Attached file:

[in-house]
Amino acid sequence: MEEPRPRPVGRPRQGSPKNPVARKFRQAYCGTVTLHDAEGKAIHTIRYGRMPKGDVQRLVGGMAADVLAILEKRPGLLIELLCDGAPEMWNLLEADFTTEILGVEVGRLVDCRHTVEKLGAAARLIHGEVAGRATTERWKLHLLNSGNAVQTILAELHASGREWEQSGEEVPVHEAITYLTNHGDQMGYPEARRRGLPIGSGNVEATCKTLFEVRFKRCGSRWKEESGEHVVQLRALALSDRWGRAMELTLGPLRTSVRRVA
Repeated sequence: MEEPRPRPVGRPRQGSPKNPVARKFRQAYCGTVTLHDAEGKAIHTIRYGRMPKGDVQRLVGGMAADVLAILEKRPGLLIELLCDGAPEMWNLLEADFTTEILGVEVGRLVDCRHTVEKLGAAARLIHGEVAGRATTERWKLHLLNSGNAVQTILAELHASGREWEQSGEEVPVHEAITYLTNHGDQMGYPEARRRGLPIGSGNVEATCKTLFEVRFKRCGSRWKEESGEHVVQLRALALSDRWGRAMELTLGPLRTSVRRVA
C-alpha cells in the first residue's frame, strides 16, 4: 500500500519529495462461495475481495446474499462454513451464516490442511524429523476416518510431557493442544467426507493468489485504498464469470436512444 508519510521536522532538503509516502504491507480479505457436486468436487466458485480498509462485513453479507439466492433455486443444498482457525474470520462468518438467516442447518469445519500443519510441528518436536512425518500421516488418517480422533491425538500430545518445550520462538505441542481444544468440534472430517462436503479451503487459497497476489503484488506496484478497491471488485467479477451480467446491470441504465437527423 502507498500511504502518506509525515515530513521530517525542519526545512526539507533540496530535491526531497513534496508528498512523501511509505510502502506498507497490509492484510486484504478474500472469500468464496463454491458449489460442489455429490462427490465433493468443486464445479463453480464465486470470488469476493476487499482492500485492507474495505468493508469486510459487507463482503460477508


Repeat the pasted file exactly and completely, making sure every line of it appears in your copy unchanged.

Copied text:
[in-house]
Amino acid sequence: MEEPRPRPVGRPRQGSPKNPVARKFRQAYCGTVTLHDAEGKAIHTIRYGRMPKGDVQRLVGGMAADVLAILEKRPGLLIELLCDGAPEMWNLLEADFTTEILGVEVGRLVDCRHTVEKLGAAARLIHGEVAGRATTERWKLHLLNSGNAVQTILAELHASGREWEQSGEEVPVHEAITYLTNHGDQMGYPEARRRGLPIGSGNVEATCKTLFEVRFKRCGSRWKEESGEHVVQLRALALSDRWGRAMELTLGPLRTSVRRVA
Repeated sequence: MEEPRPRPVGRPRQGSPKNPVARKFRQAYCGTVTLHDAEGKAIHTIRYGRMPKGDVQRLVGGMAADVLAILEKRPGLLIELLCDGAPEMWNLLEADFTTEILGVEVGRLVDCRHTVEKLGAAARLIHGEVAGRATTERWKLHLLNSGNAVQTILAELHASGREWEQSGEEVPVHEAITYLTNHGDQMGYPEARRRGLPIGSGNVEATCKTLFEVRFKRCGSRWKEESGEHVVQLRALALSDRWGRAMELTLGPLRTSVRRVA
C-alpha cells in the first residue's frame, strides 16, 4: 500500500519529495462461495475481495446474499462454513451464516490442511524429523476416518510431557493442544467426507493468489485504498464469470436512444 508519510521536522532538503509516502504491507480479505457436486468436487466458485480498509462485513453479507439466492433455486443444498482457525474470520462468518438467516442447518469445519500443519510441528518436536512425518500421516488418517480422533491425538500430545518445550520462538505441542481444544468440534472430517462436503479451503487459497497476489503484488506496484478497491471488485467479477451480467446491470441504465437527423 502507498500511504502518506509525515515530513521530517525542519526545512526539507533540496530535491526531497513534496508528498512523501511509505510502502506498507497490509492484510486484504478474500472469500468464496463454491458449489460442489455429490462427490465433493468443486464445479463453480464465486470470488469476493476487499482492500485492507474495505468493508469486510459487507463482503460477508